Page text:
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Articles by Craig Silverman | Email the Author

The Great Typo Hunt

Two friends, one summer, 400 error-ridden signs

It’s undoubtedly a small subset of people who could be described as “grammar vigilantes,” and it’s an even smaller slice... More

Retraction Action

Oransky and Marcus keep tabs on retracted scientific papers

Late last month, the editors of The Lancet Oncology published an “expression of concern” regarding a paper published in 2007.... More

How WikiLeaks Outsourced the Burden of Verification

To the Times, The Guardian, and Der Spiegel

Julian Assange is upset with The New York Times for talking with the White House about WikiLeaks’s trove of Afghanistan... More

A Front-and-Center Corrections Policy

TBD.com launches its policy before launching site

Prior to publishing the first and, as it would turn out, only edition of his 1690 newspaper, Publick Occurrences, Both... More

Canadian Media in Crisis

Reporters and citizens struggle with aftermath of G20 Summit

Though it seemed to register barely a ripple outside of the host country, the G20 Summit held three weeks ago... More

Regret the Error’s Summer Reading List

Beach reading for the corrections hound

This is the time of year when people and publications offer their picks of the best books for summer reading.... More

Radical Transparency at Daily Kos

Blog owns up to inaccurate polling

In 2007, Wired published an issue that focused on the emergence of “radical transparency” in business. “Get Naked and Rule... More

A Conversation with Andrew Alexander

The Washington Post ombudsman on the paper’s corrections process

Sooner or later, any news ombudsman or public editor will end up addressing the issues of accuracy, errors, and corrections.... More

And That’s Not the Way It Is

W. Joseph Campbell busts some persistent media myths

Journalism is a profession built on storytelling, so it’s no surprise that its history is filled with some remarkable tales.... More

Report the Error

Scott Rosenberg’s quest for a universal corrections button

Many of the corrections that appear in the press are notable thanks to the significance or amusing nature of the... More

Toxic Twins

When words are similar in spelling but very different in meaning

Utter the phrase “toxic twins” and most people immediately think of Steven Tyler and Joe Perry of Aerosmith. (Just ask... More

Polygraphs and Private Eyes

Inside the National Enquirer’s elaborate fact-checking process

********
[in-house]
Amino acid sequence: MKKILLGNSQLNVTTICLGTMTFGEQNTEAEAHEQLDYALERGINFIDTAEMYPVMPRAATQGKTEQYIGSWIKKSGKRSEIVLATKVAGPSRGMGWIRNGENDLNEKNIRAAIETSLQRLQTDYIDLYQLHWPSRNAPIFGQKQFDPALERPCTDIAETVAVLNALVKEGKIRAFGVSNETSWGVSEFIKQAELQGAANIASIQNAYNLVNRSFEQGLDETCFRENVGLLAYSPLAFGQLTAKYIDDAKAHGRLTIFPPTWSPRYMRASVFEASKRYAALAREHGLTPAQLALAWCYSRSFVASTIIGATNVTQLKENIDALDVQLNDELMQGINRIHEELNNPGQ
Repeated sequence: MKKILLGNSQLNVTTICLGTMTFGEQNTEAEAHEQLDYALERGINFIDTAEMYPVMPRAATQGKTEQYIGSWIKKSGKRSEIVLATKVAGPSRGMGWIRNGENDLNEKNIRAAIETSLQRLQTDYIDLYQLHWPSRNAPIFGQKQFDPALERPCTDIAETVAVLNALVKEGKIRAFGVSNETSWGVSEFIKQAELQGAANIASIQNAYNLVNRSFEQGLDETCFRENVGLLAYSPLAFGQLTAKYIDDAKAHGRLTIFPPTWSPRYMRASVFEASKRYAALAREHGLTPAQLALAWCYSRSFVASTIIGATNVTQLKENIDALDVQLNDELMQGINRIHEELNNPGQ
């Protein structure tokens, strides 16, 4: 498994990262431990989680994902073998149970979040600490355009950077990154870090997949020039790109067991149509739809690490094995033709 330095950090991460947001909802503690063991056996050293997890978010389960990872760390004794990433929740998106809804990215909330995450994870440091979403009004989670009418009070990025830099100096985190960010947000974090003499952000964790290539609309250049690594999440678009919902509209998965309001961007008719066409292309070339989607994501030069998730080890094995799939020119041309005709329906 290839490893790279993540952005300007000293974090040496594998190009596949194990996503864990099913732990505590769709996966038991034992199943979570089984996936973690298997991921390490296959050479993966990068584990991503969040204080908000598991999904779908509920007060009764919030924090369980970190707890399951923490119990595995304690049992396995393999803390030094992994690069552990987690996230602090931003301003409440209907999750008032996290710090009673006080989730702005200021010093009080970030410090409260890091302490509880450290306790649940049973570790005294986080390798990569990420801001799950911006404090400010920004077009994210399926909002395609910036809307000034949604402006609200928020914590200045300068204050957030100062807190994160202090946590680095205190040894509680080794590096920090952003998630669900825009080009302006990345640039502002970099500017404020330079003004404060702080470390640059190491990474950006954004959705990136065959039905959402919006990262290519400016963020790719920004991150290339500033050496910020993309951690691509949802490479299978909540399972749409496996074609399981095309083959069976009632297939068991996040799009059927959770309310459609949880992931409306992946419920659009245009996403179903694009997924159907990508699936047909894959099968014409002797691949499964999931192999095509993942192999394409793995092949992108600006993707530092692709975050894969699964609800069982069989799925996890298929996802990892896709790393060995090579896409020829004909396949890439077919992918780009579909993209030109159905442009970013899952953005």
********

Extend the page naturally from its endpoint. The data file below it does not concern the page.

Prior to returning my call, Barry Levine was on the phone with one of his reporters, discussing a source they... More

Facts and Fiction

A small literary magazine lists all of its mistakes—ever

Taddle Creek is a small literary magazine with big accuracy ambitions. Back in 2007, the twice-a-year Canadian publication with a... More

Correction as Weapon: Self-Inflicted Wounds

Was this week’s most profane correction targeted at a news site, or its subject?

Can you tell what’s going on in this 2001 correction/apology published by the Ottawa Citizen? The Ottawa Citizen and Southam... More

The End of Accuracy?

In a world of information abundance, fact-checking might be more important than ever

Is accuracy an outdated value? That's not normally a question I'd pose, but it was raised in a recent opinion... More

Stop using ‘Brooklyn’ to mean hipster neighborhoods - Elite-oriented outlets typically only cover the borough’s most affluent, Manhattan-adjacent neighborhoods

The Reporters Committee is about to start suing people to help journalists - Katie Townsend joins the organization as its first litigation director

How a Nebraska newspaper kicked off a major prison sentencing scandal - The Omaha World-Herald found that hundreds of inmates were being released early

On media freedom, United Nations plays by its own rules - Months of international crises raises the stakes for reporting on the UN, but investigative journalists remain without a right to information

Keep calm and write a headline worth reading - Ease up on the exaggerations because someday you may need those explosive adjectives when a truly big story lands


Adviser of high school paper that refused to use ‘Redskins’ suspended (Student Press Law Center)

“Amid a months-long battle with administrators for editorial control … the Playwickian’s faculty adviser was suspended for two days this week”

Apple’s ‘warrant canary’ disappears (GigaOm)

Apple included language in its first Transparency Report to say that it had not been subject to a Section 215 Patriot Act request. That language is now gone.

Trend Piece (New Yorker)

Buzzword, buzzword, buzzword. Isn’t the buzzword on your mind now? Perhaps it is on other people’s minds? Read on or you’ll be clueless, dated, and without any friends in the world. Buzzword again!

This Is How Joanna Coles Changed Cosmo (Refinery29)

The British reporter-turned-editor has made good on her promises to bring politics to the magazine, win some very big-deal journalism awards, and secure the most interesting exclusive interviews

Bloggingheads

Greg Marx discusses democracy and news with Tom Rosenstiel of the American Press Institute

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The Business of Digital Journalism

A report from the Columbia University Graduate School of Journalism

Study Guides

Questions and exercises for journalism students.